Skip NavigationSkip to Primary Content
Annual dental exams and cleanings are recommended to protect your pet from many health problems and help them maintain a healthy and clean mouth.
Studies show that 50% of all dogs and cats have some form of periodontal disease. That number jumps to 80% in pets that are 3 years of age or older. If left untreated, periodontal disease can cause infection, pain, and tooth loss over time. It can also lead to serious health problems like microscopic changes in the heart, liver, and kidneys. Because of this, we recommend an annual veterinary dental healthcare examination for all pets.
Many health problems start in the mouth. Plaque, tartar, periodontal disease, and infected teeth serve as a source of inflammation and infection for the rest of the body.
Dental disease is one of the most common problems that we see in dogs and cats. It can cause drooling, reluctance to eat, swelling, bad breath, redness of the gums, loose teeth and tooth discoloration.
Dental issues and dental related diseases can easily be prevented by visiting our veterinarians regularly for dental examinations and cleanings. We take a comprehensive approach to dental care including dental health assessment, treatment, and prevention.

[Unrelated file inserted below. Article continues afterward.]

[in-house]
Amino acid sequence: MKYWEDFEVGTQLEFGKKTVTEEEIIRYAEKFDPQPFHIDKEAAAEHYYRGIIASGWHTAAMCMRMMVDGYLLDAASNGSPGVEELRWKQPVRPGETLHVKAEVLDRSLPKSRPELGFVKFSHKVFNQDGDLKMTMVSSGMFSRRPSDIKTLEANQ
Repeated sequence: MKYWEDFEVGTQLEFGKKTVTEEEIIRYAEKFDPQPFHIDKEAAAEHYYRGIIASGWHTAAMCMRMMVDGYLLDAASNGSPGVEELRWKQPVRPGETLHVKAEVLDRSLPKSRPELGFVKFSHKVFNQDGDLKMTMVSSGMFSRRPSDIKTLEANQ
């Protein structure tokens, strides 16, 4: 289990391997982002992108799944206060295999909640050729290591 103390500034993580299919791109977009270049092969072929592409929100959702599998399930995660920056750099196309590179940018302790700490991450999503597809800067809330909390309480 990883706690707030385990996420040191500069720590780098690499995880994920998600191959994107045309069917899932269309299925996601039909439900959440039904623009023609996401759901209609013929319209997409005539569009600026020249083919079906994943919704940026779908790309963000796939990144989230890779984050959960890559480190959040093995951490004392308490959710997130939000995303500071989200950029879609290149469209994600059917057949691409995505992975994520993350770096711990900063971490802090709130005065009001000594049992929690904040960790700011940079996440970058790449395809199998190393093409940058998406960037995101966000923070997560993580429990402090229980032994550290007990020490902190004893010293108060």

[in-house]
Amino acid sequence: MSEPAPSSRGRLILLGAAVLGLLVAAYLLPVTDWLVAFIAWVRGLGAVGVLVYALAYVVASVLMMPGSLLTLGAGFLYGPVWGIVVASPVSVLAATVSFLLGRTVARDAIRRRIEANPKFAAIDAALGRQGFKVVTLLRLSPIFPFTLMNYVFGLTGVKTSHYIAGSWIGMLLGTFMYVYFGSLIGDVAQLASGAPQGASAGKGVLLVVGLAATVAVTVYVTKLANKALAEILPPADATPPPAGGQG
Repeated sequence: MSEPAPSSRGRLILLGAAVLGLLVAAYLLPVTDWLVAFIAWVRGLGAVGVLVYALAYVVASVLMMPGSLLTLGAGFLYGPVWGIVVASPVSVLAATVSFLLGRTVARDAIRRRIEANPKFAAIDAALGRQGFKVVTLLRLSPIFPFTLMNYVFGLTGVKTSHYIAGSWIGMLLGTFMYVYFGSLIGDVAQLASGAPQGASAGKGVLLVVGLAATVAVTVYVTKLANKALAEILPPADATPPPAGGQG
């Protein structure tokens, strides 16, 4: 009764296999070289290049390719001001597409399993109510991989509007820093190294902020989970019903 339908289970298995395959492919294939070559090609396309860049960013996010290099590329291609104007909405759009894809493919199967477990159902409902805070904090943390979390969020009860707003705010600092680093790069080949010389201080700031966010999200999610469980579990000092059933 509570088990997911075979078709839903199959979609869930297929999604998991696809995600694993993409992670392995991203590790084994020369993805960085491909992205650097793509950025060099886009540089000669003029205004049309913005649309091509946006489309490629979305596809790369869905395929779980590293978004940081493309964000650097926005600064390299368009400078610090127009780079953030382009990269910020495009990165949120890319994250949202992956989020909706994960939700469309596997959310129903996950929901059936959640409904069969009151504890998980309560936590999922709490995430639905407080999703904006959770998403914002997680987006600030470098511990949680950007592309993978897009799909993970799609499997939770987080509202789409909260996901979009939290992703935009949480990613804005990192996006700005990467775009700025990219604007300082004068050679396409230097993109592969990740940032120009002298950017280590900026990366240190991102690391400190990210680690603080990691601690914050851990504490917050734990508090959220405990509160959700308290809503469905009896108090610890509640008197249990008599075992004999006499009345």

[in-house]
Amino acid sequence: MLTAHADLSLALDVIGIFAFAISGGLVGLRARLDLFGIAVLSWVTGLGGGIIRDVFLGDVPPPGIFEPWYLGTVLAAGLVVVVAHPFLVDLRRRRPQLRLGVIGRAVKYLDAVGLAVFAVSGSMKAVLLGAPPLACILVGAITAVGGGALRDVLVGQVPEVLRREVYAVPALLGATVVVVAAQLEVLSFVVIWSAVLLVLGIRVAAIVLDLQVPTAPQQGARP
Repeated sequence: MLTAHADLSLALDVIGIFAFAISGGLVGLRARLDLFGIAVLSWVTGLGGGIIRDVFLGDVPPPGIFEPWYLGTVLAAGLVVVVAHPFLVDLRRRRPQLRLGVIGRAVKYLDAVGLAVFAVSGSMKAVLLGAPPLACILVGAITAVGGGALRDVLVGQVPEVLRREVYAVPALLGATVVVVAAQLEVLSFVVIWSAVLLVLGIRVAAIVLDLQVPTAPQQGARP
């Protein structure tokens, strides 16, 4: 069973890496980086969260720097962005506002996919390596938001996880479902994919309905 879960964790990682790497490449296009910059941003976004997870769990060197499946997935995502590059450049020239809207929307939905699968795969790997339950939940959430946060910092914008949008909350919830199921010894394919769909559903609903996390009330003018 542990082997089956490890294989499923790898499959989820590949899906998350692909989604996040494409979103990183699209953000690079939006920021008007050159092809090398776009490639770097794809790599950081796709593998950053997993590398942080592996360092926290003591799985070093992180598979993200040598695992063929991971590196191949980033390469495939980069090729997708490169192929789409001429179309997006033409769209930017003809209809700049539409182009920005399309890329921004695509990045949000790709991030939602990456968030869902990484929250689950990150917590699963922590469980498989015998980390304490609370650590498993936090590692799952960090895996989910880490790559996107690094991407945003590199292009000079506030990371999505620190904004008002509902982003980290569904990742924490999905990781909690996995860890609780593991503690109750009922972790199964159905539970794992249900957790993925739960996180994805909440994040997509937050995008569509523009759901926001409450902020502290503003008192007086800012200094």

Symptoms of dental disease include:
Bad breath – one of the first signs of dental disease
A yellowish-brown crust of plaque on the teeth near the gum line
Red and swollen gums
Pain or bleeding when your pet eats or when the mouth or gums are touched
Decreased appetite or difficulty eating
Loose or missing teeth
If your pet is experience any of the above symptoms, please call us to schedule an appointment.
Dentistry is a vital part of your pet’s health care. Please do not hesitate to ask us questions!
Dog and cat dental cleanings are very similar to human dental cleanings, except that we are required to use anesthesia to properly and safely examine and clean the teeth. After the cleaning, our veterinarians perform a thorough oral exam and check for signs of disease like gum loss, root exposure, or pockets around the root.
Also similar to human dentistry, we do full mouth radiographs (x-rays) of your pet. This allows our veterinarians to be able to evaluate the roots of your pet's teeth as well as any disease or abnormalities that are located below the gum line and not visible on examination alone.
We make every effort to save teeth that we feel have a chance to be successfully treated. In many circumstances, however, periodontal disease is so advanced that treatment without extraction is unsuccessful. We only extract teeth that in the doctor's opinion are beyond saving.
Many teeth require oral surgery to safely remove each individual root. We have extensive training and experience to perform these procedures properly. Pain medications are administered in clinic and provided for in-home aftercare.